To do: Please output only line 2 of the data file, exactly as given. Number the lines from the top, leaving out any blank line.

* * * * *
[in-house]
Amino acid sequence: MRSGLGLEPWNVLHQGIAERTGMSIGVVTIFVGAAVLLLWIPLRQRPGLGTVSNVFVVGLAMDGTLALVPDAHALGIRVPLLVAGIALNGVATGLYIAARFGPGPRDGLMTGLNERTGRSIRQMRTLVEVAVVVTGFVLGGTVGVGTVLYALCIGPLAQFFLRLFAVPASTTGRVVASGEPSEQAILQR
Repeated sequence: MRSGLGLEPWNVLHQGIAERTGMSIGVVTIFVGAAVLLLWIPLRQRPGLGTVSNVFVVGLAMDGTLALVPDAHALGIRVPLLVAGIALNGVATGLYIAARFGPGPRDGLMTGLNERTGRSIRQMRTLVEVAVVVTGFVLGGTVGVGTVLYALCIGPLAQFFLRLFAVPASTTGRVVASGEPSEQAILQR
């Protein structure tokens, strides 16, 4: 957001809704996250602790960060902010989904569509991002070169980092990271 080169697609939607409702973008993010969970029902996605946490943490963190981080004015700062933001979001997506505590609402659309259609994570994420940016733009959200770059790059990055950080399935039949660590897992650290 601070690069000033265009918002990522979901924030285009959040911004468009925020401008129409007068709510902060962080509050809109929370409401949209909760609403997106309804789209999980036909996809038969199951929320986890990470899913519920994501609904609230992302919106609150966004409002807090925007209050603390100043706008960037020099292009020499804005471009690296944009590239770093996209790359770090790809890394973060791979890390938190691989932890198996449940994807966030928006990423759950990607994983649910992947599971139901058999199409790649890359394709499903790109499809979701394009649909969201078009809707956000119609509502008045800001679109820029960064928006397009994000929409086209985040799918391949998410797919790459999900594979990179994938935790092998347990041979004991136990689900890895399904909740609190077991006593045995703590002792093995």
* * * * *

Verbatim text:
Amino acid sequence: MRSGLGLEPWNVLHQGIAERTGMSIGVVTIFVGAAVLLLWIPLRQRPGLGTVSNVFVVGLAMDGTLALVPDAHALGIRVPLLVAGIALNGVATGLYIAARFGPGPRDGLMTGLNERTGRSIRQMRTLVEVAVVVTGFVLGGTVGVGTVLYALCIGPLAQFFLRLFAVPASTTGRVVASGEPSEQAILQR